• March 22nd, 2019
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Law firm interdicted from disclosing confidential documents

WINDHOEK - Law firm Theunissen, Louw and Partners was ordered yesterday by the High Court not to disclose confidential documents of several chicken exporters from South Africa to their clients, Namibia Poultry Industries (NPI).

This came after the entities Astral Foods Ltd, Supreme Poultry, Crown Chickens, Sovereign Foods, Afgri Poultry and Rainbow Farms together with the South African Poultry Association lodged an urgent application in the High Court. The documents were made available to Theunissen, Louw and Partners as part of discovery documents in the main trial in which the six applicants are asking the High Court to review and set aside the quantitative restriction on poultry imports imposed by Trade and Industry Minister Calle Schlettwein as infant industry protection. 

Judge Harald Geier issued an order after the parties reached an agreement. According to the agreement the urgent application was postponed to a date to be determined in consultation with the managing judge. 

Theunissen, Louw and Partners are further ordered to treat the documents as confidential and not disclose them to NPI or any other third party and only use them for review purposes. Theunissen, Louw and Partners and NPI must file their answering affidavits by 18 September and the applicants their reply by 25 September. The matter of costs was reserved and will be decided on the date agreed.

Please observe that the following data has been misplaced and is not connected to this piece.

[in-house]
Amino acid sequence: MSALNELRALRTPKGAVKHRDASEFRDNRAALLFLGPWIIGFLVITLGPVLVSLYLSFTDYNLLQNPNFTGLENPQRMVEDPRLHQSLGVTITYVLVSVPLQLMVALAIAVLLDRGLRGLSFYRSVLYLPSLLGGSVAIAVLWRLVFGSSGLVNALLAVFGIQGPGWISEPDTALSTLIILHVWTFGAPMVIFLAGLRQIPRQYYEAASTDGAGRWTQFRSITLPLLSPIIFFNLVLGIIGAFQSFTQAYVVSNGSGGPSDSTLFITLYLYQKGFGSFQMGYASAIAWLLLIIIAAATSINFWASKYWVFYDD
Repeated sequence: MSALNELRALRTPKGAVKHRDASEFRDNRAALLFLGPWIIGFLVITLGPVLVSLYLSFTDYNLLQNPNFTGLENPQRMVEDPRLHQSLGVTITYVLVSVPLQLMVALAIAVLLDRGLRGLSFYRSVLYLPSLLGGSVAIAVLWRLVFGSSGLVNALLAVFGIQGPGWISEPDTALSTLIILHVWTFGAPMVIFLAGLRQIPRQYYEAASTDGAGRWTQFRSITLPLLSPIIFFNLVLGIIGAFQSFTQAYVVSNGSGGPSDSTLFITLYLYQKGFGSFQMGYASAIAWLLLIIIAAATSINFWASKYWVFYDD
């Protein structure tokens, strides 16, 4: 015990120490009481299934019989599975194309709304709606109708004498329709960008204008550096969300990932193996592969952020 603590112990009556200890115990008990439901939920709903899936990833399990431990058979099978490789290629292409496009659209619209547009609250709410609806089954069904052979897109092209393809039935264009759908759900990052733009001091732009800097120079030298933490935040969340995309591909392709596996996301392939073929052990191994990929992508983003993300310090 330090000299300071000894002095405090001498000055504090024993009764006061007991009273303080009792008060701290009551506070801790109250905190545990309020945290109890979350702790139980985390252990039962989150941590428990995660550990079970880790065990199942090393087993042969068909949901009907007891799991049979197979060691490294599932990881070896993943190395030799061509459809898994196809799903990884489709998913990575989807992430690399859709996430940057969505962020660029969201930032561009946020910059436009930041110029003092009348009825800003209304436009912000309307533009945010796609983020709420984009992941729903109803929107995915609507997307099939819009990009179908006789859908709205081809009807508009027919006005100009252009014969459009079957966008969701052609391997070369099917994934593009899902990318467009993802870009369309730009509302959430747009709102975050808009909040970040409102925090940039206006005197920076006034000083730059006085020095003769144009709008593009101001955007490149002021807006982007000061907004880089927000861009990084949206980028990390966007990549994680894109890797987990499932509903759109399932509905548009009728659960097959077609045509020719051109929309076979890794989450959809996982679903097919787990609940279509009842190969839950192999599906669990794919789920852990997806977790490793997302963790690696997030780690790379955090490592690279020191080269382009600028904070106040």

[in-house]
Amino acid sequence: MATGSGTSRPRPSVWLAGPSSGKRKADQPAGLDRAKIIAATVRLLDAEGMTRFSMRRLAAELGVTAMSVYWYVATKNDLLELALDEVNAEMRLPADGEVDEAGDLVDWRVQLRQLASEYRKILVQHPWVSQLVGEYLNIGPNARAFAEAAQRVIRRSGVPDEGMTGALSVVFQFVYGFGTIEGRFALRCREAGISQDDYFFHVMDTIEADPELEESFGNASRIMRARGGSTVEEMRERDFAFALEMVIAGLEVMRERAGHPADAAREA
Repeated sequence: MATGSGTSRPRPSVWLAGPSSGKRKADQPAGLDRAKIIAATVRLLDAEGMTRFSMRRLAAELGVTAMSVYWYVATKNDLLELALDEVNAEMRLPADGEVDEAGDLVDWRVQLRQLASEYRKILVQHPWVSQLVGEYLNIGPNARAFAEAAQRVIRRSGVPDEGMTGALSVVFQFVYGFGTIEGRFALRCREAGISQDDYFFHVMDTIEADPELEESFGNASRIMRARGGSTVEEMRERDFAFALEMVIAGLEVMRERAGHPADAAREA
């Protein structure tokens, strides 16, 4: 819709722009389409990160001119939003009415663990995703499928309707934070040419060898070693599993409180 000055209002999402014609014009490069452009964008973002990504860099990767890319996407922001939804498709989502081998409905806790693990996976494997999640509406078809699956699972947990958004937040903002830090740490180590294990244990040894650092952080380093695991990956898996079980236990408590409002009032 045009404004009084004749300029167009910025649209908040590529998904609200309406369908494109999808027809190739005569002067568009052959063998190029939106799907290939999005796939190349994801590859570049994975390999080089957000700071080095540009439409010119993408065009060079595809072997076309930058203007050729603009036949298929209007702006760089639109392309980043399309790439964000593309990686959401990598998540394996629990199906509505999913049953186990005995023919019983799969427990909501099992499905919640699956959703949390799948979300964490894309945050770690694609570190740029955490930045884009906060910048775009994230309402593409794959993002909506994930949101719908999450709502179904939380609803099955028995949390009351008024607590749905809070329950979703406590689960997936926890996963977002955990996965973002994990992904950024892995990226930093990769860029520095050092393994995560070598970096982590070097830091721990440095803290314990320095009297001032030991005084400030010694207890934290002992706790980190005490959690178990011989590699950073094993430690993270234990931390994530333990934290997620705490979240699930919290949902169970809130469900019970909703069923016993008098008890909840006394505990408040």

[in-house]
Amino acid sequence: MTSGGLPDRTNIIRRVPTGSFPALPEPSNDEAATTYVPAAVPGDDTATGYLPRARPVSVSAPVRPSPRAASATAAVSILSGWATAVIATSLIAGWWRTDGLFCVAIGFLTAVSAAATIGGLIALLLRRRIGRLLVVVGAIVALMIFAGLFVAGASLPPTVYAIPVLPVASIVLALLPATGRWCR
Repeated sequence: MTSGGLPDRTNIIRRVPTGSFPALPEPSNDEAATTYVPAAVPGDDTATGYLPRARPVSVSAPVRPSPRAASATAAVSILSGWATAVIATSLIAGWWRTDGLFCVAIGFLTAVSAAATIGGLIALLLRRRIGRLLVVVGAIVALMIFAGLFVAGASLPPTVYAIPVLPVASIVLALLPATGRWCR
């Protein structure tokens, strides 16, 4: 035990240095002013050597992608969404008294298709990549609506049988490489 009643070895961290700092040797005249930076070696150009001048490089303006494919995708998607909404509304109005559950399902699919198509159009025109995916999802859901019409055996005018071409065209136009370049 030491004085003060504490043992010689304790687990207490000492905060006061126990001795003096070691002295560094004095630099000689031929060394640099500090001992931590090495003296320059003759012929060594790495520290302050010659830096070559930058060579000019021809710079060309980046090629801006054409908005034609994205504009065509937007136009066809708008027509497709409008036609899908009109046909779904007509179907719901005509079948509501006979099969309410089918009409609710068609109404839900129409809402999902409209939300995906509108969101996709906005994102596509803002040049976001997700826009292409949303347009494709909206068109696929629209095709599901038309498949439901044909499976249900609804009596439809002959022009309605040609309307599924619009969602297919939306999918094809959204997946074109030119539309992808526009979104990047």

Advocate Andrew Corbett represented the applicants on instructions from Ellis Shilengudwa Inc. The hearing of the main application will take place in front of Judge President Petrus Damaseb on 29 September. 

The documents in question are invoices and other sensitive information that could cause irreparable harm to the applicants should they land in the wrong hands, according to an affidavit by Ian Petherbridge, the legal representative of the applicants. He said that the documents were handed over with the understanding that they are for the lawyer’s eyes only. To that effect an agreement was drafted, but due to an oversight on the part of the legal team it was omitted that NPI or its employees were not allowed to see the documentation. 

According to Petherbridge the applicants never signed the agreement as they would not allow their direct competitors insight to such sensitive information.

 He said that Theunissen, Louw and Partners were planning to use this oversight as an excuse to disclose the information to NPI which would have caused severe harm to the applicants as it contained pricing structures and profit margins.      

New Era Reporter
2014-09-10 07:33:12 4 years ago

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